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Ofcom recommends 600 and 700MHz bands for mobile broadband
Ofcom has identified more frequency that could be used for mobile broadband services.The 600 and 700MHz spectrum bands freed up by the switchover to digital TV should be used to support mobile broadband services, Ofcom has suggested.
Recommendations to free up additional airwaves for mobile broadband were made as the regulator believes demand for mobile data capacity will see an 80-fold increase between 2012 and 2030 under a "mid-level growth scenario".
If Ofcom's forecast for high growth proves accurate, demand will rise 300-fold over the same period.
As a result, the telecoms watchdog believes it would be most appropriate to reserve the 600 and 700MHz bands for mobile broadband, rather than allow them to be used for alternative services such as delivering digital TV and powering white space devices.
A consultation on the matter, which is set to run until June 7th, explained that the airwaves are unlikely to be available until 2018 at the earliest due to the time required to repurpose existing spectrum.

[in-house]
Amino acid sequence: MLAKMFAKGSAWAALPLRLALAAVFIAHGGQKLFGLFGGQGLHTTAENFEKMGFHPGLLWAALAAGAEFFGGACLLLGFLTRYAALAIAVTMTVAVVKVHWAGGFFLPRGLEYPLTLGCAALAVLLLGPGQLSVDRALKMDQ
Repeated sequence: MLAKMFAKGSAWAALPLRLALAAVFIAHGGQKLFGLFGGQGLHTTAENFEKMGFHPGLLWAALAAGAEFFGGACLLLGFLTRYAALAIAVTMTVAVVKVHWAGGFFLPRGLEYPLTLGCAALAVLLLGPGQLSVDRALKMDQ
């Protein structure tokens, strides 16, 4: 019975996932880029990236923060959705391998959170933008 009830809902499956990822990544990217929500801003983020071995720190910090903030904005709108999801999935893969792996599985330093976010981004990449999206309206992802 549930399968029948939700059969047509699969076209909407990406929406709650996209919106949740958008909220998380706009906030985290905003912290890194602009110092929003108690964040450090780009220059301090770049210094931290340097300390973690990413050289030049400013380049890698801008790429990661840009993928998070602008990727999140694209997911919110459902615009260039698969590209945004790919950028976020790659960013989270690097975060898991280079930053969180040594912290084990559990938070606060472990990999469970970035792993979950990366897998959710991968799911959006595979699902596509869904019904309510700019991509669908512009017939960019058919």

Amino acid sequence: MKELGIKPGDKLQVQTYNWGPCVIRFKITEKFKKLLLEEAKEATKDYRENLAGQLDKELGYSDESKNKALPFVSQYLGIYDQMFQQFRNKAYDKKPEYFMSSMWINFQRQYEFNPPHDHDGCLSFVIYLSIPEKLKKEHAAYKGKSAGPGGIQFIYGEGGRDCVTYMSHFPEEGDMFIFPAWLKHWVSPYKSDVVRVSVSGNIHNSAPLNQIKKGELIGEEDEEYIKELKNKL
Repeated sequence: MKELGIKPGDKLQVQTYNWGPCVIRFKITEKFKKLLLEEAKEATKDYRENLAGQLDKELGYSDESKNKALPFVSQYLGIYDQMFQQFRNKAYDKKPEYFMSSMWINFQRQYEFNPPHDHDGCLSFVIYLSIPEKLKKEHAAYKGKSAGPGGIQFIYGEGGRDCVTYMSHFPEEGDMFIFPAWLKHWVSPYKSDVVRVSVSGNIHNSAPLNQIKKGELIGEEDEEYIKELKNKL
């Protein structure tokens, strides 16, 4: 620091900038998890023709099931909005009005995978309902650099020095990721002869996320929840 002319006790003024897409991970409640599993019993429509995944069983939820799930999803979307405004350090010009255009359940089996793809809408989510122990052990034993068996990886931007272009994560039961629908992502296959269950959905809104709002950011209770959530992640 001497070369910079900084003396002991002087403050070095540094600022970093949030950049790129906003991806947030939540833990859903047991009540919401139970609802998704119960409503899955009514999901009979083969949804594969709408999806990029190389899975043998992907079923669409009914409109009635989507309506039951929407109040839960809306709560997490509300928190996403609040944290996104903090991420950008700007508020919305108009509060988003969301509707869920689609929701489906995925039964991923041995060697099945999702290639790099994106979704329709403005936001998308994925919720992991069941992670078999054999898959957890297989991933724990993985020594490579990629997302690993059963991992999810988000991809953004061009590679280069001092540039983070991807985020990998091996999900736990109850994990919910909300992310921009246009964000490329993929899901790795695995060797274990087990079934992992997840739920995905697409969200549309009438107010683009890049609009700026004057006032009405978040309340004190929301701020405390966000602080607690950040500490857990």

This process can sometimes take more than a decade, particularly if current users of the spectrum must be considered and new international agreements are required.
"In contrast, the pace of innovation and change in the communications sector is accelerating," Ofcom said. "In particular, there is an unprecedented growth in the demand for mobile broadband capacity."
"We consider that this strategic approach is a crucial step towards ensuring the best possible use for these important bands over the long term."
Ofcom is not the only organisation to warn of a significant increase in mobile broadband usage over the coming years.
According to telecom services provider Ericsson, mobile data traffic is set to grow tenfold between 2011 and 2016, with this increase largely expected to be driven by video streaming.
Mobile broadband subscriptions will grow from 900 million in 2011 to almost five billion in four years' time, Ericsson claimed.
By this time, around 60 per cent of mobile traffic will come from users living on less than one per cent of the world's total land area.